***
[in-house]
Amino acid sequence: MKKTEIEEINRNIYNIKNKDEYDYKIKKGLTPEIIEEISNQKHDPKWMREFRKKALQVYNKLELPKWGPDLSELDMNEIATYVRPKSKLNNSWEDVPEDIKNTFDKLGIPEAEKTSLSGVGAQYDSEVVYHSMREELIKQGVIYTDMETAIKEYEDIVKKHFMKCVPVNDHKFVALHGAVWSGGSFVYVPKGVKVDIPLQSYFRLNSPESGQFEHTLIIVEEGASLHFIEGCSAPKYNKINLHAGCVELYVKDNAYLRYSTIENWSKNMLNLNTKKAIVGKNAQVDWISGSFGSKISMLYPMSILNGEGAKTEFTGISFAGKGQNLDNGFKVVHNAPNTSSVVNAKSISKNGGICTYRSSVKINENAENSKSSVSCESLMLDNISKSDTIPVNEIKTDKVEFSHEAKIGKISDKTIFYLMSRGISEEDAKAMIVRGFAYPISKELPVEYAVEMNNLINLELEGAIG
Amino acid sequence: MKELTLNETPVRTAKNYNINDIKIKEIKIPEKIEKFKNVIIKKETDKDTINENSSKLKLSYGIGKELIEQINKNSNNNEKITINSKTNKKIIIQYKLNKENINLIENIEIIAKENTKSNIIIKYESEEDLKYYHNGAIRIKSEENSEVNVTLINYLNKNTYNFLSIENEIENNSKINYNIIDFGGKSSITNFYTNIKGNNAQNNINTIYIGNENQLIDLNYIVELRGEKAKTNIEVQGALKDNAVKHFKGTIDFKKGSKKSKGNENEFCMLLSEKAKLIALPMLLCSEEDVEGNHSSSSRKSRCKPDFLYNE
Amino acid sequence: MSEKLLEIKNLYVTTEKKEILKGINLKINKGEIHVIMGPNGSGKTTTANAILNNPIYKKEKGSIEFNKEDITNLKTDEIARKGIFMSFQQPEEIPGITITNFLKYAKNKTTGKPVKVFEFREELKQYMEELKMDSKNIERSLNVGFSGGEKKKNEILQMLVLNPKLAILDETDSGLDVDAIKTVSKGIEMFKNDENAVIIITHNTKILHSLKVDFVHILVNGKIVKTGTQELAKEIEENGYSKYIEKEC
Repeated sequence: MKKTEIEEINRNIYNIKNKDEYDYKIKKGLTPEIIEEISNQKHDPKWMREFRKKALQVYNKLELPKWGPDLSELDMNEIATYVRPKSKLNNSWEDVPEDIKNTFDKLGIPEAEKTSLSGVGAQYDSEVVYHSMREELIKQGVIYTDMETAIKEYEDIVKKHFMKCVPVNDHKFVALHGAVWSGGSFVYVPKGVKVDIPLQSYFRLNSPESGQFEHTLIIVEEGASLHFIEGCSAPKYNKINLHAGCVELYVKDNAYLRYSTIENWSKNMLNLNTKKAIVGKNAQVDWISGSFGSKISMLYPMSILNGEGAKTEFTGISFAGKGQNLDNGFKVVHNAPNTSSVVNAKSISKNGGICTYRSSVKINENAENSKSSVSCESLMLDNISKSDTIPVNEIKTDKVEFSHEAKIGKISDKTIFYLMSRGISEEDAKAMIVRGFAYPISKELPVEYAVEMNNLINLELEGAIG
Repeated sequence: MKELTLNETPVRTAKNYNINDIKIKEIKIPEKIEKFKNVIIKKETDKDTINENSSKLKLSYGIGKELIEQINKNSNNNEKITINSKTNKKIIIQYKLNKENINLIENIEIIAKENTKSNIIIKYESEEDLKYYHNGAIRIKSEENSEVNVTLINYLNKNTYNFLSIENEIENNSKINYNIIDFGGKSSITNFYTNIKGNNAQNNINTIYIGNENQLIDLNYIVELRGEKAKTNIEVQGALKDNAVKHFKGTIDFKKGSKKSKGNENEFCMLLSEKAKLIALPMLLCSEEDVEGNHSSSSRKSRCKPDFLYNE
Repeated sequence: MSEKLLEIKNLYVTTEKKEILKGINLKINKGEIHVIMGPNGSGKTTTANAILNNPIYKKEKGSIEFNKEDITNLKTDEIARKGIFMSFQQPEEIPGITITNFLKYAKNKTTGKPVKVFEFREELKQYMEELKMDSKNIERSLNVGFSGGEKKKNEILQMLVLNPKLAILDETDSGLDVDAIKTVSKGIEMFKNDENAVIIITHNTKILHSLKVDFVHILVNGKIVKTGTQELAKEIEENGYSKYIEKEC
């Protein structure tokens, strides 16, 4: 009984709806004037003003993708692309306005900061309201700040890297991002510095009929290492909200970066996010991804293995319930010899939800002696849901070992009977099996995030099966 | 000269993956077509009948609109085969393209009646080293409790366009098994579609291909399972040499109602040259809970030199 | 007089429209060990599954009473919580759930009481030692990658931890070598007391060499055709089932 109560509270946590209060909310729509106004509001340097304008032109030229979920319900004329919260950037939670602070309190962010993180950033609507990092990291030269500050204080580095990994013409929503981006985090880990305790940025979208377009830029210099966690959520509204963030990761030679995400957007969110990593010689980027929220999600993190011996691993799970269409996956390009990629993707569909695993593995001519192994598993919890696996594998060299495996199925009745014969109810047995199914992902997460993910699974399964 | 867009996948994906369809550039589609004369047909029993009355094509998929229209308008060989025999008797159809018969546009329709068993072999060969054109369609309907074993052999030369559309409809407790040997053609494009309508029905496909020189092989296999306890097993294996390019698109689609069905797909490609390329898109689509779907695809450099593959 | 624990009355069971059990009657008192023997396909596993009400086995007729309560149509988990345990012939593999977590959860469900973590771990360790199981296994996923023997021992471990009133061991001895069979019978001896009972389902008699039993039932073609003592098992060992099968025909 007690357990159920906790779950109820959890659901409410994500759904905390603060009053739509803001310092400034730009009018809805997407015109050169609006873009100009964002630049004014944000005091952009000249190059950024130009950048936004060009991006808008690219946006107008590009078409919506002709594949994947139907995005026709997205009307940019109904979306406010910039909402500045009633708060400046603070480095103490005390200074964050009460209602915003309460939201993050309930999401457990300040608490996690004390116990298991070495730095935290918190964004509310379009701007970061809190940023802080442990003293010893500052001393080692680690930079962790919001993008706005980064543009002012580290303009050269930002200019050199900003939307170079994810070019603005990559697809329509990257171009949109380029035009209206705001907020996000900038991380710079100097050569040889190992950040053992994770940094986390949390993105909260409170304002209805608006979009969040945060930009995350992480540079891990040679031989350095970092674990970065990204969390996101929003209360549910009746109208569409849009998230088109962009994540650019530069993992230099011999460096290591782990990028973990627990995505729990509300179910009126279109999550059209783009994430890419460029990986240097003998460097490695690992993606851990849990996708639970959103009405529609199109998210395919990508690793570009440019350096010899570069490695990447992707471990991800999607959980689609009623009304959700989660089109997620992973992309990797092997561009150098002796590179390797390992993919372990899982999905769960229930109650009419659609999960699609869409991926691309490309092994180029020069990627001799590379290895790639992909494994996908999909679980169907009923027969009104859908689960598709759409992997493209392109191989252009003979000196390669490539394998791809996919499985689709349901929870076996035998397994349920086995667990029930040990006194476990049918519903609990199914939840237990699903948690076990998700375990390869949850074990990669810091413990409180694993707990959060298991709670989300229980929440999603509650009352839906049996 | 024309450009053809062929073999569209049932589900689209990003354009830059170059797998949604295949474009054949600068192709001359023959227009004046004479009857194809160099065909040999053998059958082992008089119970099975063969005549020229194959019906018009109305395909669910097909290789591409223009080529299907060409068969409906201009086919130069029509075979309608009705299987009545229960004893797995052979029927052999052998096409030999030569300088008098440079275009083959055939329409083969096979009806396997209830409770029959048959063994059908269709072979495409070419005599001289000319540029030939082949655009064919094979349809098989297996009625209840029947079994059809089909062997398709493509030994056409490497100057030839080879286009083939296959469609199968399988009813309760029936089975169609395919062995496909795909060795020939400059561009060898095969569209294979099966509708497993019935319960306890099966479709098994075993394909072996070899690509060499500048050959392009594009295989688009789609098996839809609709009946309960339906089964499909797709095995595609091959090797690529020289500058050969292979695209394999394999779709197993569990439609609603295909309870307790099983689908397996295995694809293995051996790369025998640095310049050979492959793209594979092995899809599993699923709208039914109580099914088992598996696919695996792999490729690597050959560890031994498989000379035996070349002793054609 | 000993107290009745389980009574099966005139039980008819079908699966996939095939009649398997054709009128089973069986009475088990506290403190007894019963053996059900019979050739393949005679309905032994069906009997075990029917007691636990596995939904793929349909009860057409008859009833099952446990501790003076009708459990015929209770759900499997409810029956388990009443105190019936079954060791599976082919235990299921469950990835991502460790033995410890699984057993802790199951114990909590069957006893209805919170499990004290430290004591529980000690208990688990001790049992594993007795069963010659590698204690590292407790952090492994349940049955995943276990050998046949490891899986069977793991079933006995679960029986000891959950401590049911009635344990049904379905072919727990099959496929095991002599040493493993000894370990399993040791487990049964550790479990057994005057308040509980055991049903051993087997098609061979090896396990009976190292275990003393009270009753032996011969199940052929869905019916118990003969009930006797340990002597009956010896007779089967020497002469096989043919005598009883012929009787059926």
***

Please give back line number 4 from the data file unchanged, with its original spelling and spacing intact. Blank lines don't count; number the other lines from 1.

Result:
Amino acid sequence: MSEKLLEIKNLYVTTEKKEILKGINLKINKGEIHVIMGPNGSGKTTTANAILNNPIYKKEKGSIEFNKEDITNLKTDEIARKGIFMSFQQPEEIPGITITNFLKYAKNKTTGKPVKVFEFREELKQYMEELKMDSKNIERSLNVGFSGGEKKKNEILQMLVLNPKLAILDETDSGLDVDAIKTVSKGIEMFKNDENAVIIITHNTKILHSLKVDFVHILVNGKIVKTGTQELAKEIEENGYSKYIEKEC